BELTON, Mo. — What started off as cold-like symptoms turned into a domino effect of life changing events for the Brents’ family.
“He was a kind, gentle, loving soul,” Karla Bardwell, Friend of Darin Brents, said. “He liked to make his kids laugh, his wife smile.”
Darin Brents, a father of two, was taken to the emergency room at a rural hospital near his Warsaw home.
Days later he was transferred to Research Medical Center where he died from the coronavirus.
“His oxygen levels kept dropping,” Bardwell said. “After 3 to 4 days he was placed on a ventilator. Two days after the ventilator he was placed on life support and had a heart catheter put in. “And on Friday he had bleeding from the brain and the wife was asked to pull him from life support.”
His wife, Diane Brents, was there during his last few breaths.
His teenage kids were outside in the car not able to say goodbye.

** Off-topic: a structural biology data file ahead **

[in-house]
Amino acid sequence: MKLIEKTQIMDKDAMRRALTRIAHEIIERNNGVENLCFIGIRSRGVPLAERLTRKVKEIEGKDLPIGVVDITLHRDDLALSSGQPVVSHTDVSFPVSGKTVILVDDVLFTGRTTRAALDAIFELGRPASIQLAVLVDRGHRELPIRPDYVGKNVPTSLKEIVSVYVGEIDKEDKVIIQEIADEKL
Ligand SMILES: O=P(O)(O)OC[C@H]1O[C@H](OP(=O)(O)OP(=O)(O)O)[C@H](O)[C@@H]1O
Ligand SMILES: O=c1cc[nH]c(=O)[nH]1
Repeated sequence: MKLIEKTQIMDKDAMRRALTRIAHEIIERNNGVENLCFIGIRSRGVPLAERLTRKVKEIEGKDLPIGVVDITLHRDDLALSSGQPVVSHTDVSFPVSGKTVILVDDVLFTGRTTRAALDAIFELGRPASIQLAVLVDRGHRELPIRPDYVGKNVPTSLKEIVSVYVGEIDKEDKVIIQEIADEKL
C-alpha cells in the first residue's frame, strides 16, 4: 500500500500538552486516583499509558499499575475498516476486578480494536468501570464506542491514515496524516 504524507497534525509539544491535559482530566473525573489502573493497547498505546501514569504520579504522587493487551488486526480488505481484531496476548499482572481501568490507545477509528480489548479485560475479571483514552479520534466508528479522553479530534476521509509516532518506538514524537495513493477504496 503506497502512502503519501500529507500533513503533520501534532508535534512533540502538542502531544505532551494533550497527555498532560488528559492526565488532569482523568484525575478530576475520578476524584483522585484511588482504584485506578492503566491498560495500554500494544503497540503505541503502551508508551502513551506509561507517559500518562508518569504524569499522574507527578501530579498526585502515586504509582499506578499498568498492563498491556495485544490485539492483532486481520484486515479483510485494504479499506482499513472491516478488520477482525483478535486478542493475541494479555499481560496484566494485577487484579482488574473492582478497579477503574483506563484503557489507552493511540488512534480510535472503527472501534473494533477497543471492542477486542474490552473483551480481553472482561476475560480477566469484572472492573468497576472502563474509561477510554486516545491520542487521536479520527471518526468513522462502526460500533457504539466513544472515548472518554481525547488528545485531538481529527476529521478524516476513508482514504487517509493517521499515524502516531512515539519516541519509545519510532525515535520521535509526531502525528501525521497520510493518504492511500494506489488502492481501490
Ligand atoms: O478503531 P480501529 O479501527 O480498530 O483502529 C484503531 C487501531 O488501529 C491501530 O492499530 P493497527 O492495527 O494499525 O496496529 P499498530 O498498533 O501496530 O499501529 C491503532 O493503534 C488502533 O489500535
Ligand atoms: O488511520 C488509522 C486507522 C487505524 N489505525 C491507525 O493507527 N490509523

“They’re having a very hard time,” Bardwell said. “They’re very upset, they’re very hurt, they’re trying to handle their emotions.”
Brent’s’ story is no stranger to medical professionals throughout the metro.
Steve Hoeger said the number of patients being transferred from rural communities are growing.
“They’re where we were a number of weeks ago or months ago, where they had low numbers and now they are starting to see higher numbers,” Steve Hoeger, Mid-America Regional Council, said.
He said overtime rural hospitals have learned how to take care of patients with mild symptoms, but it is still important for people to follow safety protocols.
“Early on they didn’t have the equipment and stuff that are the preferred treatment,” Hoeger said. “As they are holding these patients longer they’ve now been gaining equipment and its putting them in a better position to hold them.”
Now Bardwell is speaking for this family in hopes to raise awareness and bring them some holiday cheer this year.
“It hits home,” Bardwell said. “Once you know somebody it hits home.”
Bardwell created a GoFundMe to help the family.